Virtually every other federal agency in the administrative state has found a way to enforce its civil administrative scheme without putting people in cages. There is no reason why deportation proceedings, or even the deportation process itself, must begin with handcuffs.
In place of inhumane, costly, and unnecessary detention, the federal government can ensure appearance and compliance with court orders by providing counsel and support for those who need it, through proven community-based management programs, as well as incentives for compliance and reentry services for those who ultimately face deportation.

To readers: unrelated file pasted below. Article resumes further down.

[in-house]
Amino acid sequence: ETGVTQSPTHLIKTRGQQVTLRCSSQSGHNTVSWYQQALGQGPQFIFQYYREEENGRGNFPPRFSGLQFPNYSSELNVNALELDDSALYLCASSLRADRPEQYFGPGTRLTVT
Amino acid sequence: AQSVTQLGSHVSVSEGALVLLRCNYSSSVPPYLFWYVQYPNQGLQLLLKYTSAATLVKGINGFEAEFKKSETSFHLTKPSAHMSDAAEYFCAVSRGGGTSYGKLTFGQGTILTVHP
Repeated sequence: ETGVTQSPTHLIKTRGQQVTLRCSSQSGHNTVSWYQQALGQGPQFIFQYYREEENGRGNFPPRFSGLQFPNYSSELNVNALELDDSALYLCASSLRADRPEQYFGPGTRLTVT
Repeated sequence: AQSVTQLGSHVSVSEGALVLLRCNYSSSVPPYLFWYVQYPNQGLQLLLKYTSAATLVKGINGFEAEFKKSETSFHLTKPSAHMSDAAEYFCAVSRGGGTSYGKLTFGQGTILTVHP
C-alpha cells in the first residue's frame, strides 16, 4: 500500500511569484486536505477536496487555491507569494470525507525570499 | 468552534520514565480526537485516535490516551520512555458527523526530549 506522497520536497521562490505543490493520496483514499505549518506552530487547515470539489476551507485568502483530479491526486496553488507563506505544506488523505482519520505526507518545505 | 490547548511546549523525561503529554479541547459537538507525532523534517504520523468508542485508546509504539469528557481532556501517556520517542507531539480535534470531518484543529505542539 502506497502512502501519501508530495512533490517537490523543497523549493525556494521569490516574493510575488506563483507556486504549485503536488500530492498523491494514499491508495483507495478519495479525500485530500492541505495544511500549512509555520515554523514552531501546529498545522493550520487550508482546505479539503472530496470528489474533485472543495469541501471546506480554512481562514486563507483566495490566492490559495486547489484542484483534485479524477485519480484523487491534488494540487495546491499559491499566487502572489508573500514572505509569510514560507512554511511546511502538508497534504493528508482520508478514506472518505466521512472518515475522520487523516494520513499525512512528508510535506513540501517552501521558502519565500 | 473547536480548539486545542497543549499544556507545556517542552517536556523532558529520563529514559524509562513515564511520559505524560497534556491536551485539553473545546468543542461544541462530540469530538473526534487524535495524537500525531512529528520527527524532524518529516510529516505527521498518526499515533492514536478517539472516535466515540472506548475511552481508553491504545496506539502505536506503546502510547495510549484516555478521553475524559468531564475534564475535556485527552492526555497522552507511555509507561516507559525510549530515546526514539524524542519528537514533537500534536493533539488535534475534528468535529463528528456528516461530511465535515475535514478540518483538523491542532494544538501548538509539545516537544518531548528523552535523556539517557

A report from the Detention Watch Network (DWN) lays out specific ways the Biden administration can further reduce immigration detention. Ending contracts is critical. As NPR reports, the U.S. taxpayers are already spending over $1 million per day on detention space that is not being used. DWN recommends that the cost savings in ending detention be used to repurpose facilities into spaces that actually benefit the community, and support alternative economic development in places that turned to incarceration for job creation.